[Marxism] Greece’s declaration of independence

Dayne Goodwin daynegoodwin at gmail.com
Wed Jul 1 15:20:27 MDT 2015

Christian Salmon: Greece’s declaration of independence
by Miri Davidson for Verso blog, July 1

For Christian Salmon, announcing the referendum amounted to a
declaration of independence from Tsipras, asserting democracy against
the "zombie" of a financialised Europe that has lost all grip on
reason. This article was originally published in Mediapart. Translated
by David Broder.

By Christian Salmon, 30 June, Athens

Announcing on the night of 26-27 June that a referendum is going to be
held, Tsipras has exploded the juridical and accounting framework that
the leaders of the Eurozone wanted to shut him into. In submitting to
the Greek citizens the measures that the lenders wanted (namely the
European Commission, ECB, and IMF), he has put the sovereign people
back into the negotiation. And brought out into the open the war that
had previously been playing out behind the façade of negotiations.

In a speech that lasted a few minutes, Alexis Tsipras breathed life
and meaning back into the European idea, which has become bogged down
in the story told by institutions and bankers: "Greece, the cradle of
democracy, should send a strong democratic answer". So this wasn’t a
politician’s manoeuvre, but rather a clarification that put the
question of democracy back at the heart of the European debate. You
could see as much if you were present among the thousands of
demonstrators at Athens’s Syntagma Square on Monday evening, in front
of the Greek parliament, if you heard their chants and slogans, and
saw hundreds of placards bearing the now famous OXI (NO!) that so
resembles – even in how it is written – a OUI, a yes to something
else. In calling this referendum, Alexis Tsipras has put an end to
negotiations that had no purpose other than forcing his own
capitulation. But he did more than that: he pronounced what makes for
a true casus belli for the European leaders and creditors: a
declaration of independence!

In calling for a Yes vote in the referendum that Alexis Tsipras has
announced for 5 July, European Commission president Jean-Claude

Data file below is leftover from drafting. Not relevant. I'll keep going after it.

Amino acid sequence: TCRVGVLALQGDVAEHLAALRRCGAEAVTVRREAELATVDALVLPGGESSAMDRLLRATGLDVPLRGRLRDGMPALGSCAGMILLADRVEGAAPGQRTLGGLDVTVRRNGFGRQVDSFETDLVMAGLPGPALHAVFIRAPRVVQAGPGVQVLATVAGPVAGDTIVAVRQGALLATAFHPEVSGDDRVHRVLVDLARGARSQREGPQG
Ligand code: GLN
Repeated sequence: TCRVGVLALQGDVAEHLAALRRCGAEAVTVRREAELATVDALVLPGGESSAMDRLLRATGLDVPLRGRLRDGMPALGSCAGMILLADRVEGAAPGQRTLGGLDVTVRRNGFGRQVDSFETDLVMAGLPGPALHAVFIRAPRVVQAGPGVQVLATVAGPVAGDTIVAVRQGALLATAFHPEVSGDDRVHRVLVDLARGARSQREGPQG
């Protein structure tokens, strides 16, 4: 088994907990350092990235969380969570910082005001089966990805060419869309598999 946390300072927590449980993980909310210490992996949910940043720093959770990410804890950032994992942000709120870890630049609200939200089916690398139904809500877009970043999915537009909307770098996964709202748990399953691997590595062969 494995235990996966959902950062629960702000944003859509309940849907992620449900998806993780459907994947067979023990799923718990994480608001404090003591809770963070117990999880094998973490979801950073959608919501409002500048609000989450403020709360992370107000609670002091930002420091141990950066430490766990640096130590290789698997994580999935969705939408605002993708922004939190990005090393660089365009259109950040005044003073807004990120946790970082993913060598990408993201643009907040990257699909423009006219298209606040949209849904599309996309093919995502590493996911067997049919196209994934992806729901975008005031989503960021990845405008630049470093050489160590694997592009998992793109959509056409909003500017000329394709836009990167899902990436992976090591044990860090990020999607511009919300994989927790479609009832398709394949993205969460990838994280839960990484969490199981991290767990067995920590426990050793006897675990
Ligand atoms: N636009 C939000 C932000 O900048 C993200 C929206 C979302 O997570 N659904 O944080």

Juncker doubtless failed to understand the true significance of his
gesture: not only did he interfere in the internal affairs of a member
state, but he has a posteriori legitimised the holding of a referendum
that the EU’s leaders considered a provocation. But Juncker and the
Commission are no strangers to contradiction, and when war is declared
you don’t get too worried about this sort of nit-picking – and now
there can be no possible doubt that war has indeed been declared. A
"war" of a new kind, whose object is not only the Greek debt but also
Syriza’s political credit.

A war of a new kind, whose theatre of operations is no longer the
traditional battlefields, but the financial markets; it is no longer
fought with planes and tanks, but with computer algorithms and rating
agencies’ reports. It is a war of movement that no longer moves at the
pace of troops crossing land, but at the rhythm of the microseconds of
virtual market operations. Rhythms and algorithms. Credit and
speculation. It’s no longer necessary to besiege cities: now we
speculate on the downgrading of the sovereign debt rating. It puts
together programmes and governments. It imposes reforms and
re-workings. A political class that’s on command, populated by
stooges. It is not a matter of negotiating, as in traditional
diplomacy; it is enough to speculate on the fall of a government. And
if that government does manage to resist, you unleash a "bank run", a
financial panic, as we’ve seen in the last week: a true "financial
coup d’état". Standard and Poor’s was not mistaken when it
characterised the referendum as a bad sign for the country’s "economic
stability", and downgraded Greece’s rating to CCC-. This was a call
for defiance, for the markets’ attention; a striking signal of the
subordination of European policies to the financial markets!

But it is also a media war that opposes rival narratives and mobilises
images and words for the purposes of persuasion or captivation. It is
a war whose series of battles are made up of performances that either
succeed or fail. National pride is invoked and then soon smashed up by
the fear of tomorrow. Threat and insult are mobilised. He who loses
negotiating positions can win credit for his courage. And vice versa.
"Tsipras the swindler", Der Spiegel called him after he announced
Greece’s referendum. Bild complained of "Greece extorting Europe". The
Libération correspondent in Brussels announced "the president’s
resignation and the cancellation of the referendum"! Le Monde provided
advance legitimation for a coup d’état against the Syriza government.
"Him or someone else" – it doesn’t matter! "If Tsipras wants to play
poker, why don’t we?" But who are "we"? We, the patriots of finance?
We, the legionaries of ordoliberalism? We, the heirs to the European
oligarchy? How often the truth comes out of children’s mouths!

We often repeat Rudyard Kipling saying that "the first casualty of war
is the truth", and the financial war is no exception. But the truth is
not only a collateral victim; it is also the stated enemy. The virtual
world of finance needs to create its own reality. How can you
speculate without the media, without amplification via social
networks, without the help of little hands writing editorials?

This is the first war of speculation, a financial and digital war that
uses the new information and communication technologies in order to
discredit, intoxicate, create epidemics of panic, and destabilise
sovereign governments. It is not a matter of negotiating, as in
traditional diplomacy, but of speculating on the fall of a government.
. . .
[full at:  <http://www.versobooks.com/blogs/2079-christian-salmon-greece-s-declaration-of-independence>

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